THE FLAME IN THE FLOOD Review

flame in the flood

There’s been quite the flood of roguelikes and survival simulators releasing the past few years, but none of them have come close to meeting the production values of THE FLAME IN THE FLOOD. The folks over at The Molasses Flood have been working on their flagship title for some time now, and now the game is finally out of early access and available for a wide release.

The game takes us down to good old Dixie, where a great calamity has caused the water level to rise and submerge most of the landscape. The remaining high ground has been taken over by wild animals, and the few survivors left have to brave the elements to scrounge for supplies. You play as Scout, a spry young gal who, with help from her bespectacled canine friend, Aesop, travels down river to follow a radio signal promising refuge. Like most roguelikes, the focus is on the journey rather than the destination, and there is very minimal narrative interference within the adventure.

the flame in the flood nightcrawlin

Not everyone’s got the salt fer nightcrawlin’

THE FLAME IN THE FLOOD’s main conflict is keeping Scout, and her raft, in one piece as she traverses the ten randomly generated regions of the river. This is easier said than done, as Scout has to contend with a host of predators, diseases, and environmental hazards, on top of satisfying her basic needs for food, water, and sleep. Scout can’t fight off animals, and everything from poison ivy, wet clothes, or hidden ant hills can lay her low. If an affliction isn’t immediately cured, it will almost always develop into an even worse problem that is more difficult to remedy. Colds turn into hypothermia, cuts get infected, and so on. The difficulty curve is steep and the journey is unforgiving, more so when you remember that dying means starting from the top. Even compared to genre staples like FTL and DON’T STARVE, THE FLAME IN THE FLOOD presents a daunting challenge.

Of course, there is such a thing as too much challenge, and THE FLAME IN THE FLOOD is guilty of this in some places. The obligatory crafting system is needlessly complicated. For example, a raft upgrade requires schematics, frames, and hardware. Frames and hardware both require wood and screws, as well as different tools to construct each. These tools also require wood and screws to scrap together, meaning you are repeating the same recipe multiple times to yield a single product. Why the extra hoops? Mostly to frustrate you. In addition, the non-rotatable camera will often cause Scout (or the predators stalking her) to end up hidden behind obfuscating features like trees or buildings, a critical error in a game where you have one life.

the flame in the flood bait

I remember how Pa would spend all his alone time in the bait shack

While the mechanics have their issues, the presentation is flawless. The BIOSHOCK background of The Molasses Flood is clear with THE FLAME IN THE FLOOD’s surreal visuals. Scout and the other characters look like they crawled out of a Burton film or a nightmare from PSYCHONAUTS, cobbled together with charming grotesqueness. With so many other roguelikes lazily opting for “retro” aesthetics, it’s refreshing to see one actually put effort into its visual department, as this is easily the best looking game of its genre. Along with the endearing yokel dialogue and warm color palette, THE FLAME IN THE FLOOD permeates with a rather soothing tone for a game where everything can kill you. Additional kudos must be given to the score. This is a very musically charged game, with even menu and inventory navigation infused with their own musical cues. The constant progression of country tracks during your one-way trip makes the game feel like it’s going at breakneck speed, whether you’re riding the rapids or not.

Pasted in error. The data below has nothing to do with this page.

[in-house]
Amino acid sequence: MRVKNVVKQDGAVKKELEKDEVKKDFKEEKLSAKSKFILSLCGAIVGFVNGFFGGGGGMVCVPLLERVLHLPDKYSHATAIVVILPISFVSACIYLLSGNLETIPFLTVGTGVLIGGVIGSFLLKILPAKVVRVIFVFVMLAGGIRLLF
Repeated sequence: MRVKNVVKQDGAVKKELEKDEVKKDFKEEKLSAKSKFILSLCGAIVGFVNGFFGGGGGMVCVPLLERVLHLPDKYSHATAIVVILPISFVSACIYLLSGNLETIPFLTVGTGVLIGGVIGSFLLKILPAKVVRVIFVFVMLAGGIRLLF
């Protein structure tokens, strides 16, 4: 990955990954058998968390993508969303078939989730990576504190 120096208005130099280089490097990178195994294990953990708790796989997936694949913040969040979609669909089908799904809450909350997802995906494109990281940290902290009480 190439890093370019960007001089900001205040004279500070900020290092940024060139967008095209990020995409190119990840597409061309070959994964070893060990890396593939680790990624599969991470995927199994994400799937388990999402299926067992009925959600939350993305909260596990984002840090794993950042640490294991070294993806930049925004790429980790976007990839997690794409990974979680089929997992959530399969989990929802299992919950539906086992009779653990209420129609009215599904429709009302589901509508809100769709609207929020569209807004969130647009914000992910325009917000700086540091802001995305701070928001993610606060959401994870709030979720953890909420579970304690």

Though its flame burns bright, this flood unfortunately lacks the depth needed for it to be sustainable, and that is the only thing holding it back from its true potential.

After all is said and done, however, the deal-breaker is the length of the average FLAME playthrough. A successful run should run between three and five hours, likely skewing longer given the stops that will have to be made to take shelter from storms or gather food. By the end of that successful run, you’ll have seen just about all the game has to offer, as there isn’t a great amount of diversity in land-based locations to visit. Stops like marinas and bait shacks all have the same layout, and most campsites and churches will start to feel the same by your tenth visit. There is no new game plus, nor are there any unlockable features upon completion. FTL and SPELUNKY’s shorter runs ensured content never got stale, and those games also included new ships and characters for future playthroughs as rewards for good gameplay. THE FLAME IN THE FLOOD lacks this longevity, and unless you’re keen to grind for achievements, there’s little reason to come back after the credits roll.

THE FLAME IN THE FLOOD is an exceptionally well crafted game but was sadly pegged in the wrong genre. Roguelikes are meant to be the perfect games for gamers with tight schedules and limited playtime, requiring low dedication while offering infinite replayability. THE FLAME IN THE FLOOD fails at this key precept of the genre, despite being an otherwise excellently crafted title. Though its flame burns bright, this flood unfortunately lacks the depth needed for it to be sustainable, and that is the only thing holding it back from its true potential.

Verdict: Do Not Recommend

Reviewed on PC, also available on Xbox One

Ed Dutcher

Ed Dutcher is the Video Games Editor here at Crossfader. The last time Ed had a meal that wasn't microwaved, George W. Bush was president. He only learned to read so that he could play Pokemon.

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